Before the self-hardening liquid becomes completely solid screen 17 is taken up from table 18 and disposed upside down in a trough containing a suitable solvent for the material 19, such as petrol. At the same time, however, the screen is pressed to flatness again, as seen in FIG. 8. Thereby a slight deformation of the screen windings or strips occurs which produces the focused position of the strips. In this condition the plastic can be left to finish setting.

Matter 19 in the meantime is washed out of the compartments. These are now to be filled with the phosphor. This can conveniently be done by strawing the phosphor into the same solvent so that it will be sedimented in the compartments. Finally, the screen can be taken out and dried, after a possible excess of phosphor has been removed. To prevent dropout of phosphor particles the relevant side of the screen can be fixed e.g., by means ofa thin layer 15 of polyvinyl alcohol (see FIG. 3).

It may be observed that of course other means may be conceived to achieve focusing of the separating walls. For instance, if winding a disc in the manner illustrated in FIG. 2, the outer strip may be constantly pressed during winding onto the foregoing strip by means of a roller which is supported by a rod journaled in a point in the optical axis of the screen, at a distance equal to the focal distance. I

What I claim is:

1. X-ray luminescent screen comprising a large number of compartments containing luminescent material which are separated from one another by thin light-reflective walls extending substantially parallel to the primary X-rays, characterized in that at least part of the separating walls are formed by evenly spaced apart substantially flat strips which consist of a material having relatively high absorption for X-rays, the spaces between adjacent strips containing luminescent material along part of their height only, and along the remainder of their height, which is a multitude of the spacing distance between adjacent strips, either being empty or containing a material which has relatively low absorption for X-rays.

2. X-ray luminescent screen as claimed in claim 1 wherein between said flat strips light-reflective corrugated strips are inserted which act as spacers between such flat strips and define additional walls for said compartments.

3. X-ray luminescent screen as claimed in claim 2 wherein said corrugated strips have the same height as said flat strips and consist likewise of a material having relatively high absorption for X-rays.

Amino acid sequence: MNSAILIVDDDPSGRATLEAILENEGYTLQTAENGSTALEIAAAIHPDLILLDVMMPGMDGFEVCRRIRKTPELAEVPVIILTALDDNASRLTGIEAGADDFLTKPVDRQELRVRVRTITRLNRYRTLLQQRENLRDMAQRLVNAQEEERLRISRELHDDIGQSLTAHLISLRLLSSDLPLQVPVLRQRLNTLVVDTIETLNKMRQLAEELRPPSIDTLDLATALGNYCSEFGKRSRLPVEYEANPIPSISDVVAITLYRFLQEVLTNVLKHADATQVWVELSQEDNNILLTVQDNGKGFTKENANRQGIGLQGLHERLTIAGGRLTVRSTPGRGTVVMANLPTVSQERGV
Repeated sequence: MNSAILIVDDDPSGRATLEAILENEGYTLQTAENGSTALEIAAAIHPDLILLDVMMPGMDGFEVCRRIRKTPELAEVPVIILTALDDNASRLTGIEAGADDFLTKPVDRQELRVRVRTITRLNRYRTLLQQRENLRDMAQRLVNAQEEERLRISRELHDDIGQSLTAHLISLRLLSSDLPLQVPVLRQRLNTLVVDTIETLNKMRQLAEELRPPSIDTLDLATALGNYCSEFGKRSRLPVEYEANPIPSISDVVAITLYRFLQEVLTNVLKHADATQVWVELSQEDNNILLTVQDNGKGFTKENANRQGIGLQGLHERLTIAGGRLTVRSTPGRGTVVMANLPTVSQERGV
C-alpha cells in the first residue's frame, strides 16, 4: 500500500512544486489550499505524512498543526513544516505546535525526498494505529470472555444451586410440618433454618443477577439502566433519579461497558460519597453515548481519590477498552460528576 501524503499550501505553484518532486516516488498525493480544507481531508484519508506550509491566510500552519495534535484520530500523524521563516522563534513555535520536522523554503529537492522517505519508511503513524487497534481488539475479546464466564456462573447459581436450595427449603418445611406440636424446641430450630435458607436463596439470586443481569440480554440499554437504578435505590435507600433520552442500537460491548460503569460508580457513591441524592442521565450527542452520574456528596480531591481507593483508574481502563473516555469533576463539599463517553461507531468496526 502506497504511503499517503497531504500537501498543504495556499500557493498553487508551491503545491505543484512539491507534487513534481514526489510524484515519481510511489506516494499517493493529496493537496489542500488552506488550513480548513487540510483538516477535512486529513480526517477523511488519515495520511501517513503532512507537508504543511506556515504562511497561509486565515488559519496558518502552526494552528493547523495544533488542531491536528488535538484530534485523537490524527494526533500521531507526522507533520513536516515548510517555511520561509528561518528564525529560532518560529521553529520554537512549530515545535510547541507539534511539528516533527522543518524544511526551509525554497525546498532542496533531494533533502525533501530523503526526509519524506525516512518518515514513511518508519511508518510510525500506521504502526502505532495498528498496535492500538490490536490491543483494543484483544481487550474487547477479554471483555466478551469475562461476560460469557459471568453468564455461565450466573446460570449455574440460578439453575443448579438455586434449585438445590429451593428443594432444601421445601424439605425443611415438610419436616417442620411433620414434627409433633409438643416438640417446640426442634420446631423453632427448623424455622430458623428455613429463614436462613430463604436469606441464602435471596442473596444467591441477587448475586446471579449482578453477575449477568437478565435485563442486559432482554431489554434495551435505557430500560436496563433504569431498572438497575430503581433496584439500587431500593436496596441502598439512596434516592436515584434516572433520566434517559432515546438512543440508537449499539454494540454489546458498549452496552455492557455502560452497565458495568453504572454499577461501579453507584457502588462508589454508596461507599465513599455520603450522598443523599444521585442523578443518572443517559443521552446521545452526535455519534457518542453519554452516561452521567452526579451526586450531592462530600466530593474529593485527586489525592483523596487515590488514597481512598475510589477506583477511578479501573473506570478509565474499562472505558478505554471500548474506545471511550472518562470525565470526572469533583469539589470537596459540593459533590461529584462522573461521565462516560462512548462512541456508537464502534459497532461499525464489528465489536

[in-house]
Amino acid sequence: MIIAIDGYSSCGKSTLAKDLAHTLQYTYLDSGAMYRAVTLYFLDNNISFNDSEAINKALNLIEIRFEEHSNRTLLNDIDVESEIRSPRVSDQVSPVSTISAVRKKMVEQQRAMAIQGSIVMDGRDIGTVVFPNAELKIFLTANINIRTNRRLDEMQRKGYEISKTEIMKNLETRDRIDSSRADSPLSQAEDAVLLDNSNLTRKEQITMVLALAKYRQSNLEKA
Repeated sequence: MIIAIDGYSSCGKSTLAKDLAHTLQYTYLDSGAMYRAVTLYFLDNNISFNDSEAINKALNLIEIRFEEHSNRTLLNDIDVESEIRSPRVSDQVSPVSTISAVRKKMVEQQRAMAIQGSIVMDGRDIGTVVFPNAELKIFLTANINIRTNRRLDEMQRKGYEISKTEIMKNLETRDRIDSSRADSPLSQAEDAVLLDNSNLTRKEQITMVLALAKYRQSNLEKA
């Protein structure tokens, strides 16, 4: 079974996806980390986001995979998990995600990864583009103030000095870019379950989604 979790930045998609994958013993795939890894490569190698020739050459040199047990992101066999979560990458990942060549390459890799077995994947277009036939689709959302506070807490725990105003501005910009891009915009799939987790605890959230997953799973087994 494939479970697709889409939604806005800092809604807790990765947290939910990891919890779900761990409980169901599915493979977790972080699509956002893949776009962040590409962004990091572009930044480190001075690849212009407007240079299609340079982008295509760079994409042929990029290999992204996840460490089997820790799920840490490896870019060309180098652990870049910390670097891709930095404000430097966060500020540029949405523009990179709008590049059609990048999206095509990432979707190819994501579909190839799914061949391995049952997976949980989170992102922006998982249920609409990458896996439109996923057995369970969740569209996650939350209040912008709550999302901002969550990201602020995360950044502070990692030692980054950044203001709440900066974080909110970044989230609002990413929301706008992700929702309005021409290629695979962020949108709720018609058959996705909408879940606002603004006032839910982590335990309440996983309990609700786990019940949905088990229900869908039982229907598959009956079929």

4. X-ray luminescent screen as claimed in claim 2, wherein said corrugated strips have a height substantially equal to the thickness of the luminescent layer.

5. X-ray luminescent screen as claimed in claim 1 wherein the remainder of the spaces between said flat strips contain a material which is light reflecting.

6. Method of making an X-ray luminescent screen, comprising the steps of: forming a grid of substantially flat high X-ray absorbing strips spaced by light reflecting corrugated strips, placing said grid with one side in an easily impressible layer of a solvable matter having a thickness equal to that of the luminescent layer to be formed, filling the remaining interspaces over said solvable matter with a self-hardening liquid. removing said solvable matter after solidification of said liquid. and bringing luminescent material into the compartments vacated by said solvable matter.

7. Method as claimed in claim 6, of making a focused screen wherein said easily impressible layer is applied to a convex surface against which said grid is pressed, and wherein said grid is pressed to flatness again before solidification of said self-hardening liquid is completed.

Referenced by
Citing PatentFiling datePublication dateApplicantTitle
US4414679 *Mar 1, 1982Nov 8, 1983North American Philips CorporationX-Ray sensitive electrophoretic imagers
US4560882 *Aug 31, 1984Dec 24, 1985Regents Of The University Of CaliforniaHigh-efficiency X-radiation converters
US5302423 *Jul 9, 1993Apr 12, 1994Minnesota Mining And Manufacturing CompanyMethod for fabricating pixelized phosphors
US5418377 *Feb 10, 1994May 23, 1995Minnesota Mining And Manufacturing CompanyPixelized phosphor
US6683409 *Dec 27, 2001Jan 27, 2004Mitsubishi Chemical CorporationStructured lighting material, method to generate incoherent luminescence and illuminator
Classifications
U.S. Classification250/486.1, 976/DIG.439, 378/154, 313/475
International ClassificationG21K4/00, A61B6/03
Cooperative ClassificationG21K4/00
European ClassificationG21K4/00